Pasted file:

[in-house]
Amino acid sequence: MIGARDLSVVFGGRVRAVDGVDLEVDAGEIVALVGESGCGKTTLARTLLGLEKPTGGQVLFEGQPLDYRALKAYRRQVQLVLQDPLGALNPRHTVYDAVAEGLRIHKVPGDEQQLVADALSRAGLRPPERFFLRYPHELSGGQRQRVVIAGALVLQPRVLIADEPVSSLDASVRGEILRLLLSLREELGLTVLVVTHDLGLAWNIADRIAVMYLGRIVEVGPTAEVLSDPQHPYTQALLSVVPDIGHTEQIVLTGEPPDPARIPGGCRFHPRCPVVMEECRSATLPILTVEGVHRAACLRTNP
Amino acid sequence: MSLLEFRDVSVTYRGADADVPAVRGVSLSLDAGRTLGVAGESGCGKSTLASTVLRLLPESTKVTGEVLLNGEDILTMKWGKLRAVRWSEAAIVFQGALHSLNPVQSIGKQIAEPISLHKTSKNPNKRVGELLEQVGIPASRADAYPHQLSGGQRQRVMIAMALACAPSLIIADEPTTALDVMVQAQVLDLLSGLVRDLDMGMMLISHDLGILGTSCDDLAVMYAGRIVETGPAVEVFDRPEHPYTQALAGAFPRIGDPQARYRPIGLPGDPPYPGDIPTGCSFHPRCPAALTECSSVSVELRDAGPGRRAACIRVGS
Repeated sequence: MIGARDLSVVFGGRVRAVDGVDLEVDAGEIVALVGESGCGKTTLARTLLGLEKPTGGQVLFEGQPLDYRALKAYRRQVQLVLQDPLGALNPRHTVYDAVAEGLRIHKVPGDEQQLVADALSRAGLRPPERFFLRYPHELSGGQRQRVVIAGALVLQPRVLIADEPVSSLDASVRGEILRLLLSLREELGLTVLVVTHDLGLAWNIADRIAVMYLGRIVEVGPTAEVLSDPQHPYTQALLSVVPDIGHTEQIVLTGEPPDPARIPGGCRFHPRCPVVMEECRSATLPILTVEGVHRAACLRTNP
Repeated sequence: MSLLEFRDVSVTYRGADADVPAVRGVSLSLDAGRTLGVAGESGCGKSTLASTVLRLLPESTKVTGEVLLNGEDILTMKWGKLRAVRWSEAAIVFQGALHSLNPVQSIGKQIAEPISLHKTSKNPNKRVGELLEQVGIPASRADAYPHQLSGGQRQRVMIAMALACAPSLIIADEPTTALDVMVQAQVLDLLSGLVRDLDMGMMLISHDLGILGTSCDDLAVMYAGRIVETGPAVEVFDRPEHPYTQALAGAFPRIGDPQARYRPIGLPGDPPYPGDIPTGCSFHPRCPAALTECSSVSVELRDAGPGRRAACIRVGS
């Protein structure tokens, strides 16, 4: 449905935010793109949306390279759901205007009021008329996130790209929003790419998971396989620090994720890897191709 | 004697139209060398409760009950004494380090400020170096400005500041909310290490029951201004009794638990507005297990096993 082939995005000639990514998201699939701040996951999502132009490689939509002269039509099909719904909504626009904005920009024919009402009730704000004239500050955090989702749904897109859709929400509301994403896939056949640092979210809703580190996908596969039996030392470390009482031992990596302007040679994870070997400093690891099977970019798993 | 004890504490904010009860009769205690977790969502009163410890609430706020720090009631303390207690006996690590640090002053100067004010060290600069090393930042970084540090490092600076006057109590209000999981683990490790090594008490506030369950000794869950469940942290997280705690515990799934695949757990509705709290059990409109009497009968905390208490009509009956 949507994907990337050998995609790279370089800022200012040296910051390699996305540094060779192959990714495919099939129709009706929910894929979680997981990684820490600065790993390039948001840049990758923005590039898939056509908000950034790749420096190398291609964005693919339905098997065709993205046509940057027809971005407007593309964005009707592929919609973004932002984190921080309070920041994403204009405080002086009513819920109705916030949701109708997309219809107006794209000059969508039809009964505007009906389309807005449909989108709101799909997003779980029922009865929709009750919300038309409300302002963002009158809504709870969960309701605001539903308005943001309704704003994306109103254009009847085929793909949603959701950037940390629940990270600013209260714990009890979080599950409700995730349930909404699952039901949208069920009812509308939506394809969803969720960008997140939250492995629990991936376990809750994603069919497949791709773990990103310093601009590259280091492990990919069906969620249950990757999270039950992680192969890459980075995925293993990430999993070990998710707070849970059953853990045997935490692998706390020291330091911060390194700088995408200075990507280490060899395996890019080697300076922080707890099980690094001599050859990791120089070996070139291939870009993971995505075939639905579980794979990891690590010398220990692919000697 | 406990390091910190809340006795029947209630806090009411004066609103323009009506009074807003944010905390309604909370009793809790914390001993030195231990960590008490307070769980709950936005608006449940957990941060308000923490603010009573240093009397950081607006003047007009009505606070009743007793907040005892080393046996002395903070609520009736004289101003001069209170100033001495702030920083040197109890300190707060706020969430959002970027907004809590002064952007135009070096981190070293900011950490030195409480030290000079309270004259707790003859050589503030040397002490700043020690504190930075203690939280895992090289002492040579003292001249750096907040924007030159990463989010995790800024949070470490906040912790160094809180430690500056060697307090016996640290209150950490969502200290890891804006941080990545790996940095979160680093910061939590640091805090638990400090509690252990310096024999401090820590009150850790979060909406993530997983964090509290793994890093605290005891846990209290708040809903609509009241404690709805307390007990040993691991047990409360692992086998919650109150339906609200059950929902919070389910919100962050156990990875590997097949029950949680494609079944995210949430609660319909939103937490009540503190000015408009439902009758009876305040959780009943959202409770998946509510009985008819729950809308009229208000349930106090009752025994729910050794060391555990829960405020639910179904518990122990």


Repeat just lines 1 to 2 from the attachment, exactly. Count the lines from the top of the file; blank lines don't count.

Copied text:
[in-house]
Amino acid sequence: MIGARDLSVVFGGRVRAVDGVDLEVDAGEIVALVGESGCGKTTLARTLLGLEKPTGGQVLFEGQPLDYRALKAYRRQVQLVLQDPLGALNPRHTVYDAVAEGLRIHKVPGDEQQLVADALSRAGLRPPERFFLRYPHELSGGQRQRVVIAGALVLQPRVLIADEPVSSLDASVRGEILRLLLSLREELGLTVLVVTHDLGLAWNIADRIAVMYLGRIVEVGPTAEVLSDPQHPYTQALLSVVPDIGHTEQIVLTGEPPDPARIPGGCRFHPRCPVVMEECRSATLPILTVEGVHRAACLRTNP